MIDDLEBURG, VA — Dr. Sylvia Earle, renowned oceanographer and the 56th Alison Harrison Goodyear 1929 Fellow to speak at Foxcroft School, found her love of water and the ocean very early in life.
“I got knocked over by a wave when I was three,” she shared with Foxcroft students during her recent visit to the School’s campus. “The wave took me underwater, and at first it was a little scary, but then I realized it was fun, and I’ve been submerging ever since.” As a pioneering oceanographer, explorer, author, and conservationist with more than 7,000 hours spent underwater, that is no exaggeration.
Dubbed the “First Hero for the Planet” by Time Magazine and a “Living Legend” by the Library of Congress, Dr. Earle is the president and chairman of Mission Blue, an Explorer in Residence at the National Geographic Society, founder of Deep Ocean Exploration and Research Inc. (DOER), chair of the Advisory Council for the Harte Research Institute, and the first woman to become chief scientist of the U.S. National Oceanic and Atmospheric Administration (NOAA). She is also the subject of the Emmy Award-winning Netflix documentary “Mission Blue” and has received more than 100 national and international honors and awards.
Ever the optimist and pragmatist, Dr. Earle wove her thoughts on the current climate and what can be done throughout her presentation, including this moving observation, “Earth is a biogeochemical miracle, and what we do to the rest of life on Earth determines what will happen to us. Again, I think we’re so lucky to see it, to understand we are one little piece of this amazing fabric of life, and we’ve been doing damage to that fabric, but you can also solve the problems. We could not do it a century ago, even 50 years ago. You can. You’ve come along at a moment when the technology exists, and the knowledge exists to really shape a future where we have a future.”
She also spoke with students about her early years as a botanist and two pivotal opportunities that helped solidify her career trajectory. The first was an opportunity to spend six weeks at sea studying seaweed and fish. Ultimately realizing she would be one woman among 70 men, she said it really wasn’t a problem. “I was focused on what I was there to do as a botanist. I was there as a professional.”
The second was an opportunity to live underwater for two weeks. “They didn’t expect women to apply, but some of us did. They allowed five of us to be chosen, but they couldn’t tolerate the idea that men and women could live [together] underwater. So they made a women’s team, and that created big headlines.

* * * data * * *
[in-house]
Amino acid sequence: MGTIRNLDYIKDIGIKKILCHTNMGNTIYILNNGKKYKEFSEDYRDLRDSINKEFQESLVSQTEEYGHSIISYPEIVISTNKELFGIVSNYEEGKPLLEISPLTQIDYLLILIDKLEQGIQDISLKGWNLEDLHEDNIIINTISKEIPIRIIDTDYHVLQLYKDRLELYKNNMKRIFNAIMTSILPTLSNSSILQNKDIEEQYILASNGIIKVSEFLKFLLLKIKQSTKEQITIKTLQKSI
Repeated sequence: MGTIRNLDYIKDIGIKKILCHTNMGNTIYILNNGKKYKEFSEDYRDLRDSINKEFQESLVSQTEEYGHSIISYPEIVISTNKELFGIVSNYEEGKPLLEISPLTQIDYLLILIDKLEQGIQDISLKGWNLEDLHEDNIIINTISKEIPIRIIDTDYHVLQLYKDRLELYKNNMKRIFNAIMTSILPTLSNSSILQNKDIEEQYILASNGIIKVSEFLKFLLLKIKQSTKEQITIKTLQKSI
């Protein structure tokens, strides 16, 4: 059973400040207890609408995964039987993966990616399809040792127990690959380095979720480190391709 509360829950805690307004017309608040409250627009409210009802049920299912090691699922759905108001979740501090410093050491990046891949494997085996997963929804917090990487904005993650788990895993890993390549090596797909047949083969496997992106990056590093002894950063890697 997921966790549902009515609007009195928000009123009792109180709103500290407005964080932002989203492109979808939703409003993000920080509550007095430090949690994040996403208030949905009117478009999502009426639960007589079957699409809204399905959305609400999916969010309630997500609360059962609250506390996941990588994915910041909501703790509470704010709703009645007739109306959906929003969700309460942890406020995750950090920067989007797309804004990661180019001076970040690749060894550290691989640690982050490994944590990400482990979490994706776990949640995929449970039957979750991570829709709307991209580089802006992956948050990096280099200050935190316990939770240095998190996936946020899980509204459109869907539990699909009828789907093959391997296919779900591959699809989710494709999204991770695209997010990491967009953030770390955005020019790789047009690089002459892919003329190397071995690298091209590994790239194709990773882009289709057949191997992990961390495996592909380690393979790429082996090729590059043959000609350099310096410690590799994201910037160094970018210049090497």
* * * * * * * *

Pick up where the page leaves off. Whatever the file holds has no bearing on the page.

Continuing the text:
“When people say ‘you can’t do that’ for whatever reason (you’re a girl, or you’re too young, or too old),” she advised students, “don’t let anybody for whatever reason steal your dreams, whatever your dreams are.”
In addition to speaking with the Foxcroft community, Dr. Earle visited the AP Biology and AP Chemistry classes and enjoyed lunch with several students interested in oceanography and ocean conservation. Later that evening, the local community was invited to campus to hear her speak.
A leader in STEM education for girls, Foxcroft recently announced an extraordinary gift for the Mars STEAM Wing to enhance its program to encourage girls to pursue studies in STEAM fields. The School offers an innovative curriculum that addresses challenges facing tomorrow’s workforce and provides relevant and stimulating learning experiences. A signature program at the school, the STEM initiative emphasizes inquiry-based labs, using technology with confidence and ease, and hands-on problem-solving that extends well beyond the classroom.
The Alison Harrison Goodyear ’29 Fellowship program, offered through the generosity of the family and friends of Alison Harrison Goodyear, Foxcroft Class of 1929, brings distinguished speakers and provocative performers to Foxcroft to deliver a keynote address and conduct small group seminars with students.
Fellowship recipients during the program’s 56-year history include such remarkable voices as Maya Angelou, James Baker III, Doris Kearns Goodwin, David McCullough, Sally Ride, Barbara Walters, tech entrepreneur Sheena Allen, National Geographic “Adventurer of the Year” Jennifer Pharr Davis, “Hello Fears” founder Michelle Poler, NPR’s Morning Edition host Rachel Martin, GenHERation founder Katlyn Grasso, The Social Institute founder Laura Tierney, Pulitzer Prize-winning author Dr. Marcia Chatelain, Former Secretary of the Air Force Deborah Lee James, and Haitian-American director and global philanthropist Claudine Oriol.
Photos courtesy of Christine McCrehin.
Posted on: April 25, 2023